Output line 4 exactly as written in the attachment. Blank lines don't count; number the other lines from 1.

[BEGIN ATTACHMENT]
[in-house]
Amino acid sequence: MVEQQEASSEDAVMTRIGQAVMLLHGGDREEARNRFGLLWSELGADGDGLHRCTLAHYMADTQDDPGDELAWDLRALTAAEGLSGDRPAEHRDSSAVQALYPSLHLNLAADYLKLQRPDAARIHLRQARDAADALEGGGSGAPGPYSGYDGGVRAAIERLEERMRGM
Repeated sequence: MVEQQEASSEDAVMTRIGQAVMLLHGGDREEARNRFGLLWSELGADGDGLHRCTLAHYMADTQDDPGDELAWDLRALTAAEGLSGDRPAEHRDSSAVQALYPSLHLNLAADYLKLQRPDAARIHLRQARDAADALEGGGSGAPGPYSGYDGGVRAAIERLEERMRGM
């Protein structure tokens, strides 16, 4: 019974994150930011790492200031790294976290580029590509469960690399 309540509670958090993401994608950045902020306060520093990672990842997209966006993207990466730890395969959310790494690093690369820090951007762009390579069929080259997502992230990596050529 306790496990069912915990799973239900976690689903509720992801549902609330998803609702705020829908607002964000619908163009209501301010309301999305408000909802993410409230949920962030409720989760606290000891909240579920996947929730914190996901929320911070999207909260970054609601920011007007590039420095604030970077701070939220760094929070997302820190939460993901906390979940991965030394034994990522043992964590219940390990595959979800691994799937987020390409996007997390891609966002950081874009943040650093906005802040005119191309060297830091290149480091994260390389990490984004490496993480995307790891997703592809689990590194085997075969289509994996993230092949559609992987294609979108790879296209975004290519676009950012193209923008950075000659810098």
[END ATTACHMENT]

């Protein structure tokens, strides 16, 4: 019974994150930011790492200031790294976290580029590509469960690399 309540509670958090993401994608950045902020306060520093990672990842997209966006993207990466730890395969959310790494690093690369820090951007762009390579069929080259997502992230990596050529 306790496990069912915990799973239900976690689903509720992801549902609330998803609702705020829908607002964000619908163009209501301010309301999305408000909802993410409230949920962030409720989760606290000891909240579920996947929730914190996901929320911070999207909260970054609601920011007007590039420095604030970077701070939220760094929070997302820190939460993901906390979940991965030394034994990522043992964590219940390990595959979800691994799937987020390409996007997390891609966002950081874009943040650093906005802040005119191309060297830091290149480091994260390389990490984004490496993480995307790891997703592809689990590194085997075969289509994996993230092949559609992987294609979108790879296209975004290519676009950012193209923008950075000659810098």